Elsewhere, another overlooked ‘story’ that is pushing to the fore is the events that have been taking place in the Lebanon, where following a corruption and banking scandal last year the banking system is now on the verge of total collapse. It’s no secret that Lebanon is basically a bank and thus the systematic risk is also something of an existential one. The currency is officially pegged to the US$ at 1500 which provided confidence for expats to repatriate $ and sterling which were then used to essentially finance the country. However, in recent months and following a scandal, the authorities have suspended access to these accounts and only started allowing small withdrawals at rates closer to the black market rate of 3500. In the last few days that has collapsed to nearer 6000 as a combination of uncertainty about government policy, including the fact that they could be abandoning the peg, the excess money printing to cover the budget deficit, uncertainty about new US sanctions on neighbouring Syria plus of course the economic impacts of Covid-19, have all combined in a perfect storm.

Long term Trends

We should not lose sight of the fact that the reality of the New Cold War between the US and China is that Made in China 2025 has highlighted how the US risks slipping behind its great new economic rival. For perspective, we should remember that as recently as 1980, the US economy was 15x the size of China and China had an income per head 60-70% below that of places like Kenya and Pakistan. Now, as previously noted, while India has closed all public transport, China has more km of high speed rail track than the rest of the world combined, it has more than half of the world’s fastest super-computers. China has also introduced the concept of ‘the China Price’; whatever China needed went up in price and whatever they manufactured went down in price. They have been the great disruptor and will continue to be so. Western economists struggle with this since most ‘normal’ emerging markets follow a cyclcial pattern of boom and bust but rarely actually emerge (eg India and most of Latin America) while western economies do little at all. Because of this, economic models and the narrative that go with them rarely need updating, but China is evolving so fast from an economic modelling perspective that perceptions – and models – are often lagging considerably.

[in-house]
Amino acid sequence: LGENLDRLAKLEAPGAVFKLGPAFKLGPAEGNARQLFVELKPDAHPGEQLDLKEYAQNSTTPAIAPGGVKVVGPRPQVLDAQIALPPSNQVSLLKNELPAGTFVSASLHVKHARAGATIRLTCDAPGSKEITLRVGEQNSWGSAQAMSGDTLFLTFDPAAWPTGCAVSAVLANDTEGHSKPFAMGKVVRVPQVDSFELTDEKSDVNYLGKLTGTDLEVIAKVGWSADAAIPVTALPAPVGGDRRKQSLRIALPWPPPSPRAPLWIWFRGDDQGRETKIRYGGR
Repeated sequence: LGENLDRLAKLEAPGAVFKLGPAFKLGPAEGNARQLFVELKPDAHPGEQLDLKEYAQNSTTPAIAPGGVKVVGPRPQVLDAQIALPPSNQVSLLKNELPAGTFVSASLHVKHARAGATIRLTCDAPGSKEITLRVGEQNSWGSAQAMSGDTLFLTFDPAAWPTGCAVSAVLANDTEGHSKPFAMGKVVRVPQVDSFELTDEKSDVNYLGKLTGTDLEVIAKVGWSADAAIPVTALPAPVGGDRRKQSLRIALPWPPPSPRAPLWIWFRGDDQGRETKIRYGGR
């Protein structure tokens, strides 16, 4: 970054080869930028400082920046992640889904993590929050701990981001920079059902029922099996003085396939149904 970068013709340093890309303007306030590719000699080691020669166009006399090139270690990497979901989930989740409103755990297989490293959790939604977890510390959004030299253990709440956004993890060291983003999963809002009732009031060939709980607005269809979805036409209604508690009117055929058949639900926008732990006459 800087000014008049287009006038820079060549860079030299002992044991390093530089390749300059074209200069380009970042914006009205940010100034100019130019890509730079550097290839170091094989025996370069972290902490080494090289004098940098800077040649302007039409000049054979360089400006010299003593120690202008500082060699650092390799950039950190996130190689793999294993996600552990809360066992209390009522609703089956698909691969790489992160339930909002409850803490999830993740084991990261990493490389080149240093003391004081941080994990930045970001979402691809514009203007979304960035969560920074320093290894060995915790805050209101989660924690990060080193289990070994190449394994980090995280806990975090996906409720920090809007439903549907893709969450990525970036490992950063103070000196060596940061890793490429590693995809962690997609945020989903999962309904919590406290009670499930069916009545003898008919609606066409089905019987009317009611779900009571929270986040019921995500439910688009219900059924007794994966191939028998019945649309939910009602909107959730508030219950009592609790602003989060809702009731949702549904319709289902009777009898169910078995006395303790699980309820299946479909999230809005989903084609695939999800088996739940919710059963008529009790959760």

In this context, there are a couple of interesting points on China it is worth revisiting in the light of the current propaganda barrage against China and the ongoing perception that the economy will collapse if the US stops trading with it. We have said this many (many) times, but it is perhaps worth repeating that this particular image is of a China from perhaps 15 years ago. If we were to list countries in descending order of exports of goods and services as a % of GDP, then out of 162 countries China would rank 138 at just 19.5% of GDP. Sure, both Japan (18.5%) and most notably the US at 12.2% are lower, but the Chinese level is down from 30% plus only 5 years ago – incidentally the sort of level where most of the EU countries currently still are.

The second key point is that should the US continue in its push for countries to be ‘with US or against us’, it will face some awkward moments given just how large a trading partner China is for most of the rest of the world. As this graphic from Visual Capitalist shows, China is the largest trading partner for 124 countries, the US for 56.

China is the world’s #1 trade partner

China trading partners outnumbers US by a factor of two

Image courtesy of: Connectography

This will present some challenges for US foreign policy if it tries to force its ‘allies’ to drop China. Europe and Germany in particular look likely to if anything become closer to China and Russia. Odds still favour an emergence of a Eurasian bloc and a bi or multi-polar world.

To conclude. Short term uncertainty is recovering to ‘normal’ levels as the momentum traders got hit with a reset this week and likely the professionals will try and squeeze the amateurs out a little more next week. Meanwhile as the noise from Covid dissipates and the distraction of a frothy equity market evaporates, the bad news lurking in emerging market economies will start to attract more (and deserved) attention.